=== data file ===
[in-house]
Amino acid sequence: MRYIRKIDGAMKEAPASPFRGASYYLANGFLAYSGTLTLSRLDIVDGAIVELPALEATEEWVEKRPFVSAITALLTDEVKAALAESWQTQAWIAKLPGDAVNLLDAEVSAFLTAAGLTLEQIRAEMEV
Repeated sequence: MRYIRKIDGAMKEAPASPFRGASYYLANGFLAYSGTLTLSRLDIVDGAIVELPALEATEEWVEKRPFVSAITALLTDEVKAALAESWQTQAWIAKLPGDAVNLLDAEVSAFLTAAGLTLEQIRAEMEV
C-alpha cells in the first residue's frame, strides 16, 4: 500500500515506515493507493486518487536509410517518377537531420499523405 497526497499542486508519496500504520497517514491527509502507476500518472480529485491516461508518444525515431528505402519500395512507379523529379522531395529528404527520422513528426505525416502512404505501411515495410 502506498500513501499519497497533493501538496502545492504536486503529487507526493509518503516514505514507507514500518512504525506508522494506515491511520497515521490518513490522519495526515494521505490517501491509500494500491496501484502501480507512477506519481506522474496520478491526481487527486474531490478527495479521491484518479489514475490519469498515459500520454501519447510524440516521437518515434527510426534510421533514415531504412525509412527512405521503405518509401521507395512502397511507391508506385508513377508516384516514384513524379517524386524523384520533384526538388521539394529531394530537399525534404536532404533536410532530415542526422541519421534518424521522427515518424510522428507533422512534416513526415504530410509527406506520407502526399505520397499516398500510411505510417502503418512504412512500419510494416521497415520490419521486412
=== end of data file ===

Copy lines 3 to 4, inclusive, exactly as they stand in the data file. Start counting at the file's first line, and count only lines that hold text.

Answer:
Repeated sequence: MRYIRKIDGAMKEAPASPFRGASYYLANGFLAYSGTLTLSRLDIVDGAIVELPALEATEEWVEKRPFVSAITALLTDEVKAALAESWQTQAWIAKLPGDAVNLLDAEVSAFLTAAGLTLEQIRAEMEV
C-alpha cells in the first residue's frame, strides 16, 4: 500500500515506515493507493486518487536509410517518377537531420499523405 497526497499542486508519496500504520497517514491527509502507476500518472480529485491516461508518444525515431528505402519500395512507379523529379522531395529528404527520422513528426505525416502512404505501411515495410 502506498500513501499519497497533493501538496502545492504536486503529487507526493509518503516514505514507507514500518512504525506508522494506515491511520497515521490518513490522519495526515494521505490517501491509500494500491496501484502501480507512477506519481506522474496520478491526481487527486474531490478527495479521491484518479489514475490519469498515459500520454501519447510524440516521437518515434527510426534510421533514415531504412525509412527512405521503405518509401521507395512502397511507391508506385508513377508516384516514384513524379517524386524523384520533384526538388521539394529531394530537399525534404536532404533536410532530415542526422541519421534518424521522427515518424510522428507533422512534416513526415504530410509527406506520407502526399505520397499516398500510411505510417502503418512504412512500419510494416521497415520490419521486412